Maybe you found this opening convoluted and melodramatic, and, well… that is also Vertigo. Alfred Hitchcock’s plot is weighty and operatic, with an overly formal screenplay, and hokey acting by America’s finest stars. It does not maintain the urgency and dread of Rear Window and Psycho, two films that could have easily found themselves at this ninth spot.  Yet, Vertigo probably has the most vibrant and evocative cinematography on this list (sorry Wiz, sorry not sorry, Singin’ in The Rain), with sweeping landscapes, haunting profile shots, and a sunny doom that permeates every scene. While I always walk away from the film slightly unsatisfied, I keep coming back, compelled by the proposition of luscious melancholy, and of course, for Jimmy Stewart.

We find Stewart as John “Scottie” Ferguson, a retired San Francisco detective with a bad case of vertigo and a fear of heights. Ferguson is contacted by an old college chum, Gavin Elster (Tom Helmore), who believes his wife is possessed by an evil spirit. Scottie is hesitant to take the case, but upon seeing Mrs. Madeleine Elster (Kim Novak), he becomes instantly infatuated. He follows her around the city, and determines that she is haunted by her late grandmother, Carlotta Valdes, who committed suicide.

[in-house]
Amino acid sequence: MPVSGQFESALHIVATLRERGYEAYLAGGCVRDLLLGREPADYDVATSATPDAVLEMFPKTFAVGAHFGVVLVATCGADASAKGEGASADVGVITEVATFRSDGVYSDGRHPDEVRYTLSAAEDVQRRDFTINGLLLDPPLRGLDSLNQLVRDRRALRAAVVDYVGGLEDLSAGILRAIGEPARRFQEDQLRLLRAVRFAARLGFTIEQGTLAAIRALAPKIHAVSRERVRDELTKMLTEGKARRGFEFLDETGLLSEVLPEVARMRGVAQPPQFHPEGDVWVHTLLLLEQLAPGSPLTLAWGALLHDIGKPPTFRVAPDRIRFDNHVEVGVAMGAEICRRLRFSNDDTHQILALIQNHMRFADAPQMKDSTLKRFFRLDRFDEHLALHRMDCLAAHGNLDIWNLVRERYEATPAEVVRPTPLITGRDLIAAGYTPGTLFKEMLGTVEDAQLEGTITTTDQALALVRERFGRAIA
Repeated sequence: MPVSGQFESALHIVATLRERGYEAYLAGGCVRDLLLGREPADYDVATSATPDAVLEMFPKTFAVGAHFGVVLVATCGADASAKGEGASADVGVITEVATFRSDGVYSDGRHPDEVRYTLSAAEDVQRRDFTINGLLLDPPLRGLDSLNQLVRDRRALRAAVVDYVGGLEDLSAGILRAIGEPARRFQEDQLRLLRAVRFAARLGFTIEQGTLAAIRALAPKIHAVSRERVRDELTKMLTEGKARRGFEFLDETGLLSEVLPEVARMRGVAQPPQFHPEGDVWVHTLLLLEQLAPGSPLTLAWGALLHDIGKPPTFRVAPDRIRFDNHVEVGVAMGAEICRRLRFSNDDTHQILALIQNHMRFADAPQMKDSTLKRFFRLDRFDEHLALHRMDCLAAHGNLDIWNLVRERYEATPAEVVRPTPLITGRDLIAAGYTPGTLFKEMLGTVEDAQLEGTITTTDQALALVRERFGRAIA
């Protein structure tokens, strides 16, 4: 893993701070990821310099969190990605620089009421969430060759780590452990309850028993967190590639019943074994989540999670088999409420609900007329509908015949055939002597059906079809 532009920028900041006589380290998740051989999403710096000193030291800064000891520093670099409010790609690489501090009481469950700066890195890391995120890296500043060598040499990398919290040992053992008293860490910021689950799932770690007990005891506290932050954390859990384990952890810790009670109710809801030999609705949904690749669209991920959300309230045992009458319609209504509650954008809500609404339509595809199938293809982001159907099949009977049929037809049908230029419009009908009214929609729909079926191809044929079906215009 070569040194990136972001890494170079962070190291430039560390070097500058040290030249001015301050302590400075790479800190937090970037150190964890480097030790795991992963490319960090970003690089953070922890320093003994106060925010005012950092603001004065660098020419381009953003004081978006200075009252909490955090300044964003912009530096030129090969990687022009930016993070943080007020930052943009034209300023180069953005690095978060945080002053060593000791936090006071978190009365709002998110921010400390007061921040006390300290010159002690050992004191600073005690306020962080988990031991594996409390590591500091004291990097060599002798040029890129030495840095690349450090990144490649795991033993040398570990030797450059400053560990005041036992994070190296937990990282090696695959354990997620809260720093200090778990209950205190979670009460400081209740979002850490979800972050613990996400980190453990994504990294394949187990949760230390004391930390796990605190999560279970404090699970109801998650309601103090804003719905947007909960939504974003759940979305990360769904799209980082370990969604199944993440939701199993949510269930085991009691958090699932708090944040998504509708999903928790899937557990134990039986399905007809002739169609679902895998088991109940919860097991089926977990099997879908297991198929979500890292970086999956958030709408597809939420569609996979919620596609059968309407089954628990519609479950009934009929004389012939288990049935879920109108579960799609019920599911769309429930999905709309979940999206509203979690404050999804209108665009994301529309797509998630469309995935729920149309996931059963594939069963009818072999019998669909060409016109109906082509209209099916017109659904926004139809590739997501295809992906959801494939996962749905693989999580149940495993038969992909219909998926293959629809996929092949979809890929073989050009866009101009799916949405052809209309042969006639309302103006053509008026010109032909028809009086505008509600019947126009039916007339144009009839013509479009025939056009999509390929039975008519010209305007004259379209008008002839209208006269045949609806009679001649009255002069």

Madeleine and Scottie meet, and fall in love. On one fateful day, the couple visits a Spanish monastery. Madeleine is suddenly overcome, and runs to the top of the bell tower and jumps off as Scottie tries to stop her, but is paralyzed by fear. The event leaves Ferguson severely depressed and unraveled. He happens upon Judy Barton, a brunette, thick eyebrowed, Kansas native, whose face looks similar to that of Madeleine’s. Judy and Scottie start seeing each other, but Judy is harboring a giant secret; she had been hired by Elster to impersonate Madeleine and seduce Scottie, so that Elster could throw his actual wife off the bell tower making Ferguson none the wiser (why Elster thought this was the most efficient way to commit murder is beyond me).